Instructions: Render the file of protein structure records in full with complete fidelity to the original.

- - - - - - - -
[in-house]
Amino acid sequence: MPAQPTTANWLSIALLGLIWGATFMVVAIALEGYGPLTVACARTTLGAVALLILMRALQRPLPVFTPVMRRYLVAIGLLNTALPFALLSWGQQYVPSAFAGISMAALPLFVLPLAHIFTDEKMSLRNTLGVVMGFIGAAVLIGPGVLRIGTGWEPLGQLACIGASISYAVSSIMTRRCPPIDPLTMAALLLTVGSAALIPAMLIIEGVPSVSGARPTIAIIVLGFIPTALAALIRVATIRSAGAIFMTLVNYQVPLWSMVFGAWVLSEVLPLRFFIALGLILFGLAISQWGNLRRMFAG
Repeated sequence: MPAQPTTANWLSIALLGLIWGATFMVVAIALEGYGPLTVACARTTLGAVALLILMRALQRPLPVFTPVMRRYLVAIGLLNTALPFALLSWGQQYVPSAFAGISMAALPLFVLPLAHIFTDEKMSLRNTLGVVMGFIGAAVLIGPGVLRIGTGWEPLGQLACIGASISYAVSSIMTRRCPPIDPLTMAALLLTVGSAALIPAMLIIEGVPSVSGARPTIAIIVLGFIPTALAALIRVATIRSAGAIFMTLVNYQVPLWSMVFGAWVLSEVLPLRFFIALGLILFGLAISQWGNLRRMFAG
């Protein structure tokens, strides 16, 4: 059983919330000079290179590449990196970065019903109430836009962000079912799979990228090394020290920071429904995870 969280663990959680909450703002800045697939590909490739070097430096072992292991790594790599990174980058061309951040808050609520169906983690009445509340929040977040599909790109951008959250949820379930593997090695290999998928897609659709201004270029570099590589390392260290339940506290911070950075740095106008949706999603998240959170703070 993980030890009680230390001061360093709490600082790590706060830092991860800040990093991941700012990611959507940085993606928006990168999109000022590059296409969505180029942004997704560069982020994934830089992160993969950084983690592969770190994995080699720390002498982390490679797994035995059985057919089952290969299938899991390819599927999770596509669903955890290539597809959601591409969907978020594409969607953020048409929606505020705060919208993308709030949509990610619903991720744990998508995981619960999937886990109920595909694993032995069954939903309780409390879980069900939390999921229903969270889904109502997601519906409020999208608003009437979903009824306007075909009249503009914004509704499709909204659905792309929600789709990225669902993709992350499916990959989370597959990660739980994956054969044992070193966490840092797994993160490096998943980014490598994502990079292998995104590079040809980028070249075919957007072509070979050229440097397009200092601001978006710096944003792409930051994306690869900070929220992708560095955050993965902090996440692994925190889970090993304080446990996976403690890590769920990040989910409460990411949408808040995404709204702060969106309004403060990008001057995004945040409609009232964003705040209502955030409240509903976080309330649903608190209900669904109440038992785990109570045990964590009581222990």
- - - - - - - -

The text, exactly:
[in-house]
Amino acid sequence: MPAQPTTANWLSIALLGLIWGATFMVVAIALEGYGPLTVACARTTLGAVALLILMRALQRPLPVFTPVMRRYLVAIGLLNTALPFALLSWGQQYVPSAFAGISMAALPLFVLPLAHIFTDEKMSLRNTLGVVMGFIGAAVLIGPGVLRIGTGWEPLGQLACIGASISYAVSSIMTRRCPPIDPLTMAALLLTVGSAALIPAMLIIEGVPSVSGARPTIAIIVLGFIPTALAALIRVATIRSAGAIFMTLVNYQVPLWSMVFGAWVLSEVLPLRFFIALGLILFGLAISQWGNLRRMFAG
Repeated sequence: MPAQPTTANWLSIALLGLIWGATFMVVAIALEGYGPLTVACARTTLGAVALLILMRALQRPLPVFTPVMRRYLVAIGLLNTALPFALLSWGQQYVPSAFAGISMAALPLFVLPLAHIFTDEKMSLRNTLGVVMGFIGAAVLIGPGVLRIGTGWEPLGQLACIGASISYAVSSIMTRRCPPIDPLTMAALLLTVGSAALIPAMLIIEGVPSVSGARPTIAIIVLGFIPTALAALIRVATIRSAGAIFMTLVNYQVPLWSMVFGAWVLSEVLPLRFFIALGLILFGLAISQWGNLRRMFAG
């Protein structure tokens, strides 16, 4: 059983919330000079290179590449990196970065019903109430836009962000079912799979990228090394020290920071429904995870 969280663990959680909450703002800045697939590909490739070097430096072992292991790594790599990174980058061309951040808050609520169906983690009445509340929040977040599909790109951008959250949820379930593997090695290999998928897609659709201004270029570099590589390392260290339940506290911070950075740095106008949706999603998240959170703070 993980030890009680230390001061360093709490600082790590706060830092991860800040990093991941700012990611959507940085993606928006990168999109000022590059296409969505180029942004997704560069982020994934830089992160993969950084983690592969770190994995080699720390002498982390490679797994035995059985057919089952290969299938899991390819599927999770596509669903955890290539597809959601591409969907978020594409969607953020048409929606505020705060919208993308709030949509990610619903991720744990998508995981619960999937886990109920595909694993032995069954939903309780409390879980069900939390999921229903969270889904109502997601519906409020999208608003009437979903009824306007075909009249503009914004509704499709909204659905792309929600789709990225669902993709992350499916990959989370597959990660739980994956054969044992070193966490840092797994993160490096998943980014490598994502990079292998995104590079040809980028070249075919957007072509070979050229440097397009200092601001978006710096944003792409930051994306690869900070929220992708560095955050993965902090996440692994925190889970090993304080446990996976403690890590769920990040989910409460990411949408808040995404709204702060969106309004403060990008001057995004945040409609009232964003705040209502955030409240509903976080309330649903608190209900669904109440038992785990109570045990964590009581222990």